Among the many strange sports that cars are involved in is the one of drifting. It’s hard to describe, but it needs the driver to artfully lose some control over the vehicle while taking corners, which in turns means driving on a circular track.
Holding a record for longest drift is, it appears, a badge of honour for carmakers. And so, as the video above shows, BMW set out to break the world record by having its M5 drift for eight continuous hours. This in turn needed the car to be refuelled while it was still being driven, an intricate and dangerous manoeuvre involving another car drive alongside.
And so the big question: How do you shred tires, guzzle fuel, put lives at risk and break two Guinness World Records? By drifting in the new BMW M5 for eight continuous hours, like in the video above.
The last record for the longest drift was set in 2017 by a Toyota GT86 that covered 165.04 km. This was shattered in December 2017 by Johan Schwartz, a BMW Performance Driving School instructor, by a large margin.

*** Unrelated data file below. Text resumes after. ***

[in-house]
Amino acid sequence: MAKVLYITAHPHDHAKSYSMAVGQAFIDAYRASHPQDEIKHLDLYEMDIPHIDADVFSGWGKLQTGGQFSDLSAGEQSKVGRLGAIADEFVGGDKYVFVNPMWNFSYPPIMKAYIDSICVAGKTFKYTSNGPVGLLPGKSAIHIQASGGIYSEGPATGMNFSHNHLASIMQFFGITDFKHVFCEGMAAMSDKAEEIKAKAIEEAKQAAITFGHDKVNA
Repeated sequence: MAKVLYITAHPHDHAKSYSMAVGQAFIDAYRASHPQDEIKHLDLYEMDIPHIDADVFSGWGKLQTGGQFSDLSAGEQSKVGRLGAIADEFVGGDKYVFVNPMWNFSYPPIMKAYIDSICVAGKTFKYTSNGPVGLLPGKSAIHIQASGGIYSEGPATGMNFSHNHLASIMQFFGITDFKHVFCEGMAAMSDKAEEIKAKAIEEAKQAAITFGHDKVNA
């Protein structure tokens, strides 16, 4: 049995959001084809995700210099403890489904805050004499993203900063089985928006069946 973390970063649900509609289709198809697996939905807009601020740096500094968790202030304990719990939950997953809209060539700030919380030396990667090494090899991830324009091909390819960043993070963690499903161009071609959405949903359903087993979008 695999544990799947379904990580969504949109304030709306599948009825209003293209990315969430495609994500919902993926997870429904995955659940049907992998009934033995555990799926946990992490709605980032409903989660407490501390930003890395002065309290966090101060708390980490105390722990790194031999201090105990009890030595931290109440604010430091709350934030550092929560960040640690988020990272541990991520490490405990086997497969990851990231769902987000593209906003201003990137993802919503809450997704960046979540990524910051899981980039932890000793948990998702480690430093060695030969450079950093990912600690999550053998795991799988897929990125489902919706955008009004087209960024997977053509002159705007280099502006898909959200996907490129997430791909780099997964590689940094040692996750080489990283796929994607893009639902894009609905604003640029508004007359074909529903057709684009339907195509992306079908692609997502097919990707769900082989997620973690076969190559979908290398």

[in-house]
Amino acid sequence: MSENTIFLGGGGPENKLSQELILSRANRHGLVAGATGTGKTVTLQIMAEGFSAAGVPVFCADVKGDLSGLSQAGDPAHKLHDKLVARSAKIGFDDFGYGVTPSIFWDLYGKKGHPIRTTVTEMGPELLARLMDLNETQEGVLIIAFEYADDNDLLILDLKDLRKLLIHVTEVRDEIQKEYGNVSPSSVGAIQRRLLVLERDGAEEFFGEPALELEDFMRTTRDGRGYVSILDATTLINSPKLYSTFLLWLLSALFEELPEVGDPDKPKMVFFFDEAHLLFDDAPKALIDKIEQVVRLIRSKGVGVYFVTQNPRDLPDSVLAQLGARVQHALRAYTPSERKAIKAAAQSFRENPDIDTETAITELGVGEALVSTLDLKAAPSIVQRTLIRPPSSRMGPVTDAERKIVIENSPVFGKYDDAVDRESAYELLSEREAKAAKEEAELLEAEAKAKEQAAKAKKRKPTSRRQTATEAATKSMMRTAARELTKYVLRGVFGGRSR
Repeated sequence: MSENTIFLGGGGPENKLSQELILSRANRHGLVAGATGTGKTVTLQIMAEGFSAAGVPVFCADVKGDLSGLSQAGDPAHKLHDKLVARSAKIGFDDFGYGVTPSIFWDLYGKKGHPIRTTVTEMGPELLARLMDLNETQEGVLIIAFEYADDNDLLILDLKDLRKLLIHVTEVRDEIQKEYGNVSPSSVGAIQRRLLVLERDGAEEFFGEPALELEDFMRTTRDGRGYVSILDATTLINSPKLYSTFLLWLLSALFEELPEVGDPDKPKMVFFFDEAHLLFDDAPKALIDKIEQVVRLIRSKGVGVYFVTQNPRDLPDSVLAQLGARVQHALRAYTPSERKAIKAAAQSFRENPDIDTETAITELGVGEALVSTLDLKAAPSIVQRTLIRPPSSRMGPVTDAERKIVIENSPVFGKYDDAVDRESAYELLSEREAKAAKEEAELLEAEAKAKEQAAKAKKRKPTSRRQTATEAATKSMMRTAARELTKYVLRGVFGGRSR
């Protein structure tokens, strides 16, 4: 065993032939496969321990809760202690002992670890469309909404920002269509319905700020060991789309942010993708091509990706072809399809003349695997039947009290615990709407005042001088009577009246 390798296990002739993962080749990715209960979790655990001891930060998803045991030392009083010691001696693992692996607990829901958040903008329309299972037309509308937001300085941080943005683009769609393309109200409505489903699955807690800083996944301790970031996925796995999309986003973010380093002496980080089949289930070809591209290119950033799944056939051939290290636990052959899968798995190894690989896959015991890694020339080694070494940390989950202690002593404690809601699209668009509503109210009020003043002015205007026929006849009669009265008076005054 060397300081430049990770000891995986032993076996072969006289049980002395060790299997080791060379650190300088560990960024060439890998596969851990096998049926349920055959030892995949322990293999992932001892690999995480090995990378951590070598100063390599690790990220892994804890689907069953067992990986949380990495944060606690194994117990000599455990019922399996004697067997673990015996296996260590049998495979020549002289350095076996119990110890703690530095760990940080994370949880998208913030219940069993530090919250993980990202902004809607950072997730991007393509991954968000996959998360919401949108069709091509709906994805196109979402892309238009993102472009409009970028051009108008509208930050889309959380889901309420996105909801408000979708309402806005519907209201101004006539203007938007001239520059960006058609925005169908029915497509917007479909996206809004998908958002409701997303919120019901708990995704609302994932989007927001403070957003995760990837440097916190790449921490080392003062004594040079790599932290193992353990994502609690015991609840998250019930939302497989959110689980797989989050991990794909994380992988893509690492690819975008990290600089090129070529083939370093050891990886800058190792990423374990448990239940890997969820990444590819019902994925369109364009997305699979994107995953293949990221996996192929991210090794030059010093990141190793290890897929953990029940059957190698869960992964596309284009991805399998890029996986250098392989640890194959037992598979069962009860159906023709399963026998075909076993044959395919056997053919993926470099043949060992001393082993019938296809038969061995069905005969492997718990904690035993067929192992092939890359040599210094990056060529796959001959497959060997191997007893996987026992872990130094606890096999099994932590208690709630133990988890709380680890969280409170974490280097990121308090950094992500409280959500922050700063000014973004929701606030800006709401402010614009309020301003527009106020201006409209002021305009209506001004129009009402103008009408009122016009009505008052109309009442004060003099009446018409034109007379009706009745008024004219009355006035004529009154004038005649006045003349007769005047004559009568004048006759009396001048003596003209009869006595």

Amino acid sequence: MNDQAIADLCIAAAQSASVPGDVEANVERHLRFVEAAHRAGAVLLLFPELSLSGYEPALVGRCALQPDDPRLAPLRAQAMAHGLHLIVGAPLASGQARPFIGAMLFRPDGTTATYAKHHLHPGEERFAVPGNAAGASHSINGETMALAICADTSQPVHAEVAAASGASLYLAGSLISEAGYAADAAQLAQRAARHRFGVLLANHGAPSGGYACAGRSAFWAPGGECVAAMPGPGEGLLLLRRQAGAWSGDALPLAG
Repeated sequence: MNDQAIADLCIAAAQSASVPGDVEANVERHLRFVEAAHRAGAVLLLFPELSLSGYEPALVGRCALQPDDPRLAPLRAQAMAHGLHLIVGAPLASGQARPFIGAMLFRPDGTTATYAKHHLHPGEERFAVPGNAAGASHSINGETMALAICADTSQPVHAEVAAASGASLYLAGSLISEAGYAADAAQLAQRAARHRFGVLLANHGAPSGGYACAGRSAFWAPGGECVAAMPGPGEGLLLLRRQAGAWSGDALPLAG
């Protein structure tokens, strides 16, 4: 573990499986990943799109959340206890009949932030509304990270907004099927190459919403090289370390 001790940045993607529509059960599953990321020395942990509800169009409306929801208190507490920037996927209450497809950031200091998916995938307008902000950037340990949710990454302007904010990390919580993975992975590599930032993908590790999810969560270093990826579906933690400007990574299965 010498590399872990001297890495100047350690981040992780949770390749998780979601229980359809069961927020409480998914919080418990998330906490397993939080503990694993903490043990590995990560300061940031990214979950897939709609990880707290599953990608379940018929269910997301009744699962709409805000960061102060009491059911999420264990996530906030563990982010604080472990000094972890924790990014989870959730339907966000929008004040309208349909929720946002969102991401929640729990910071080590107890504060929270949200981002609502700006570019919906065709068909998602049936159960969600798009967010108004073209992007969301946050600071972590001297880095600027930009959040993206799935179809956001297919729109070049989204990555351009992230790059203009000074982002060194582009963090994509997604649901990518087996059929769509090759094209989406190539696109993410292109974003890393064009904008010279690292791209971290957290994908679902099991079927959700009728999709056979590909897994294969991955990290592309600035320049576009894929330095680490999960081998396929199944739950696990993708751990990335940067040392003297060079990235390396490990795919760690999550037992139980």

Much of the credit, however, must be attributed to Matt Mullin and Matt Butts for successfully refuelling the car mid-drift, while in motion, as many as five times. This meant using refuelling technology typically deployed by fighter jets.
The BMW was equipped with an exterior nozzle that facilitated refuelling on the go by Butts, who can be seen suspended from the rear window, while Mullin drove the second BMW M5 that did the refuelling.
In the process, BMW also set a world record for the world’s longest “Twin-Vehicle Drift” (water assisted), which lasted an hour and covered 79.26 km.
Here are some videos that reveal the behind-the-scenes action.